Here it is, two days before the release of my debut novel, CLAIMING MOON, on Kindle (Nook, other formats to follow). I should be all wrapped up in preparing for that, nervous, thinking more about how to get the word out, continuing to find reviewers for the work, all that sort of stuff.
I am doing that, I really am. But you know what is foremost in my mind right now?
Any of you who know me know I coach, or I did coach, a girl’s high school varsity team up until March of this year. (For a little more on the end of that season, and why I coach, check out my blog from Feb. 29).
As much as I love coaching, I decided to give it up for two primary reasons. It is an all-consuming commitment. There’s practice planning, conducting practices, studying the strengths and weaknesses of your players, designing drills to address those, scouting other teams, watching video, preparing specific game plans for some games, travel to games…the list could go on. The team I coached played 35 to 36 games every year, traveling across three or four states to do so. We start practice in August and finish the season in March.
It’s great, but it’s long and takes, as I said, all my time outside of work.
My first reason for giving it up was simply to spend more time at home, with my family. I have five kids. Two of them are attending a local community college and will be transferring to four-year schools after this upcoming school year. This is my last chance to be at home with them (although, to be honest, they both work, they go to school, they have boyfriends – there still isn’t all that much family time at home with them).
The second reason was more time for writing. This summer I’ve edited and revised and prepared a novel for publication, I’ve collected a novella and some of my short stories for two upcoming collections to be released (some are original stories, some reprints), and I’m about a third of the way through a new novel.
None of that, most likely, would have happened if I were still involved with basketball.
So what’s the problem?
I opened my e-mail yesterday and there was a little note from a coaching buddy of mine. He started up a girls homeschool basketball program two years ago and, quite frankly, has done a remarkable job growing from a start-up to a fairly competitive program in just two seasons.
Now, the parents want to start a boys program, with a junior varsity team this year. He asked if I’d be interested in helping to get it up and running and to serve as the coach.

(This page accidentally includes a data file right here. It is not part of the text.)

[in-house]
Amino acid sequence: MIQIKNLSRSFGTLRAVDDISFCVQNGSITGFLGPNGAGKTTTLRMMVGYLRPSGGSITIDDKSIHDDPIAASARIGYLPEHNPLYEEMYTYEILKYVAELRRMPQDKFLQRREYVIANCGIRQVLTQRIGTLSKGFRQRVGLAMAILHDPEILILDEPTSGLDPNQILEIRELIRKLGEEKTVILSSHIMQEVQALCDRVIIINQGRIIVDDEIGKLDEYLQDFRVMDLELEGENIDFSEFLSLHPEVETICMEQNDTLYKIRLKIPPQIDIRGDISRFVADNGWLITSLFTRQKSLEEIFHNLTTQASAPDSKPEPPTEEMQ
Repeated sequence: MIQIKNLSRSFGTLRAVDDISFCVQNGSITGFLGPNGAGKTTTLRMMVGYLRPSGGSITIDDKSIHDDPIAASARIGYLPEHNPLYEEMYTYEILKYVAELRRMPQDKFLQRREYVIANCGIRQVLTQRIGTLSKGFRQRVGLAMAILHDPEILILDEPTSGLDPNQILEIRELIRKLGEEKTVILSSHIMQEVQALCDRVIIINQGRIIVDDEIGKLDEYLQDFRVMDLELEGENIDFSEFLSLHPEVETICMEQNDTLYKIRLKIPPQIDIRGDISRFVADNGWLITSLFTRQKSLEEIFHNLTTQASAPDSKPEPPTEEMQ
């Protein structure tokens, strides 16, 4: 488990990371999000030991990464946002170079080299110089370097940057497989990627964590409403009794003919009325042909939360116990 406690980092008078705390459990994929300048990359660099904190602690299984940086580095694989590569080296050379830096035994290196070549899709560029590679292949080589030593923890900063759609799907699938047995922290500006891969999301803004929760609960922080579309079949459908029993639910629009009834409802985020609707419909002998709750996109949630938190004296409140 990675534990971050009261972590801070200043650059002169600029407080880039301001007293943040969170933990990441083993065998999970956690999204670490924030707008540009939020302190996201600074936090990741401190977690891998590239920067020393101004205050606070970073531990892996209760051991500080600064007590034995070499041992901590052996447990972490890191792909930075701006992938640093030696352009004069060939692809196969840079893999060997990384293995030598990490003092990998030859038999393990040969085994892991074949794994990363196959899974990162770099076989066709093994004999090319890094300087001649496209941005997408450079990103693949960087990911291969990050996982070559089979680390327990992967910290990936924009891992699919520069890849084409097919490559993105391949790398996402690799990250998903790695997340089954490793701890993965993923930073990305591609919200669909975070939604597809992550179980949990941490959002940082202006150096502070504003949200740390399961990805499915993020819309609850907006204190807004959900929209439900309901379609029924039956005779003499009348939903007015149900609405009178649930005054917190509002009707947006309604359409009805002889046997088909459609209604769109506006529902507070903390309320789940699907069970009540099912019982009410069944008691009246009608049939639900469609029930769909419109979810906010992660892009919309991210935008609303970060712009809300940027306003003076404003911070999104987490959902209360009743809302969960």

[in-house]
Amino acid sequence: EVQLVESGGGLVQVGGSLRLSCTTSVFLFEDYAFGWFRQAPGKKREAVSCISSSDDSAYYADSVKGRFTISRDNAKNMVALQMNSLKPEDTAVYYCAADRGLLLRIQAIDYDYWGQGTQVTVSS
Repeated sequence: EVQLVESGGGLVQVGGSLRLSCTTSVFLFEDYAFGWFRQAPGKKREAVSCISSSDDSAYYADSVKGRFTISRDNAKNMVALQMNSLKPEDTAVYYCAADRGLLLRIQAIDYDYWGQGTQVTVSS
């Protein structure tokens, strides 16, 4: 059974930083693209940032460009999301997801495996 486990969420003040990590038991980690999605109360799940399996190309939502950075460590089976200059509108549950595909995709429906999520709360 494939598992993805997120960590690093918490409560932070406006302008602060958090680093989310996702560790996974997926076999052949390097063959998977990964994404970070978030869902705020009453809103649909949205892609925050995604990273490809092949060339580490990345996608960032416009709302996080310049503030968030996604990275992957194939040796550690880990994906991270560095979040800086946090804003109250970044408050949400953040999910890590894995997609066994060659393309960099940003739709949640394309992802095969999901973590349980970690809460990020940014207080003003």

I was just thinking a couple of days ago about how it’s nearly August, and how much I miss the preparation work I’m usually doing at this point for the first practices, but also how much I’m enjoying the freedom from that time commitment.
If you followed the link I supplied earlier in this blog, you know a little bit about my coaching. I coach because I love the game of basketball, and I’m far too old to try playing competitively. I coach because I get great satisfaction from working with kids, watching them struggle and work and then suddenly get it, master some skill, understand the offense, figure out how to play defense. It’s amazing to watch -- sometimes you can literally see their face light up with excitement.
That’s usually just the beginning. They grow more confident, on and off the court, become a stronger, more self-assured person. I’ve had a handful go on to play some college ball.
I enjoy the competitive aspect of coaching. The chess game, matching wits with another coach. The feeling after a close, hard-fought game (elation with a win, disappointment at a loss). I’m not above bragging a bit here – in three seasons we won 72 games, we went to two state title games, winning one and nearly pulling of a major upset in the other. There’s a camaraderie between coaches, between coaches and officials, coaches and players, that can’t be matched anywhere else.
All of those are reasons I so much enjoy coaching. And, honestly, miss it already.
Yet that is a chapter I had closed, at least for now. I had moved on. Or so I thought.
Anyway, I’m going to give it serious consideration. It is a junior varsity, after all. Not as much practice, not as many games, no late-night video sessions to scout the other teams, not quite as much time, right?
For now, maybe in writing this I’ve gotten basketball out of my mind for a few hours. Time to focus on writing.
If I can.